In A Room of One's Own, what techniques does Virginia Woolf employ in posing her arguments?

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In A Room of One's Own, Woolf is refuting the claim of a male writer that women's biological inferiority explains why they have not produced a body of great literature to rival men's.

Woolf is in a difficult position refuting this argument in the late 1920s. At this point, women had achieved the vote, could attend college, could inherit property, and were entering the job market at unprecedented levels. Therefore, to establish a convincing argument that it was economic inequality rather than innate biological differences that led to women's difficulties producing great literature, she knew she had to establish that the devil was in the details.

Thus, the main technique Woolf uses to build her argument is to accumulate a series of details contrasting men's versus women's situation and to show the obstacles these "details" create in women's lives. She focuses on the lives of privileged women, because she knows that it is privileged men producing most of the "great" literature in her English society.

Students often complain that Woolf's essays seem wandering and longwinded: what is her point, and why doesn't she simply get to it sooner, they ask? There is, however, no shortcut to "getting to" it. As said above, the devil is the details. Woolf therefore describes, for example, the luxurious meal with a fine roast and good wine that the male students at the men's college eat amid comfortable surroundings. She then contrasts it to the austere meal of mutton and water the women eat amid the threadbare surrounding of their women's college. Why is it, she asks, that women's college are so much less endowed than the men's colleges? What difference does it make to a woman's prospects to live in an environment that has to pinch every penny? It is only by showing us in detail the differences with vivid images that Woolf can make her case that women have a rougher time.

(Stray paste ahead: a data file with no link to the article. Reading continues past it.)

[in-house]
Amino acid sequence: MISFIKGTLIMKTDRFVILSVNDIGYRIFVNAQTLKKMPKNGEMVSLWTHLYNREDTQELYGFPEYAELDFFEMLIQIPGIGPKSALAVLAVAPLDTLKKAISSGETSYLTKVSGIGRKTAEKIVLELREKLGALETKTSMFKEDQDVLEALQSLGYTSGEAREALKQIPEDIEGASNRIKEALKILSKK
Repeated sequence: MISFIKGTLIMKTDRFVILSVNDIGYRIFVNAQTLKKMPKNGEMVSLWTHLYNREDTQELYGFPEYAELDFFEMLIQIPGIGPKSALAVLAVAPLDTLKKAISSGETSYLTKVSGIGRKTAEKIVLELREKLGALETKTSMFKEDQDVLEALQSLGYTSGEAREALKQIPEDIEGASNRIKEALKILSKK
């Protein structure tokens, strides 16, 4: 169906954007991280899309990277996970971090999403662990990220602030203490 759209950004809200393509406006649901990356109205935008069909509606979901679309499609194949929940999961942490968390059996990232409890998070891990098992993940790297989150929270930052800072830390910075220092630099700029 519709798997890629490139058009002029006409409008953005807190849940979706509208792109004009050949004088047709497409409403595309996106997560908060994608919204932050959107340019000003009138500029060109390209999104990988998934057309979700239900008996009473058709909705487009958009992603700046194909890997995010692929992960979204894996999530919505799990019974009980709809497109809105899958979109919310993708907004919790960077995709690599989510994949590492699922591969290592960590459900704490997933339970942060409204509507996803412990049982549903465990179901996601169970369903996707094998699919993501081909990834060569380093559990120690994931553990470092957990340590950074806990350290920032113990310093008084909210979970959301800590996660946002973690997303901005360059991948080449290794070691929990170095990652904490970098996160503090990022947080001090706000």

Why too, she asks, do all the resources in most families go the men's educations while the women are expected to stay at home and economize so that the men can live well? How can women compete under such circumstances? When do women, Woolf, asks, get their pay-day for all the sacrifices they have made for their brothers?

Having shown all the small ways in which women have to make do with less, she then argues forcefully that women need money and a room of their own to achieve what men have achieved. A room is an image—a thing we can visualize in our minds—and therefore it becomes a powerful emblem of the kind of resources women need.

Through details and images, Woolf slowly but surely builds a persuasive case that women's lack is economical and not biological.

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One of the key strategies that Woolf uses to help her arguments in this text is the habit she has of addressing her readers as "you" and anticipating their thoughts and reactions to what she says. This is evident from the very beginning of Chapter One in this text, as she says:

But, you may say, we asked you to speak about women and fiction—what has that got to do with a room of one's own?


Woolf deliberately strikes up a style that is conversational and at the same time crucial to her argument and way of trying to persuade her audience of the truth of what she says. Woolf, by involving her audience with her argument and anticipating their thoughts shows that she is not presenting herself as some erudite individual and that she is addressing people who have their own thoughts and opinions. For a book that carries a message of equality, the addressing of the audience clearly demonstrates the way that she is not trying to create any distance between herself and her readership. The use of the pronoun "you" to present her arguments greatly helps in this respect.

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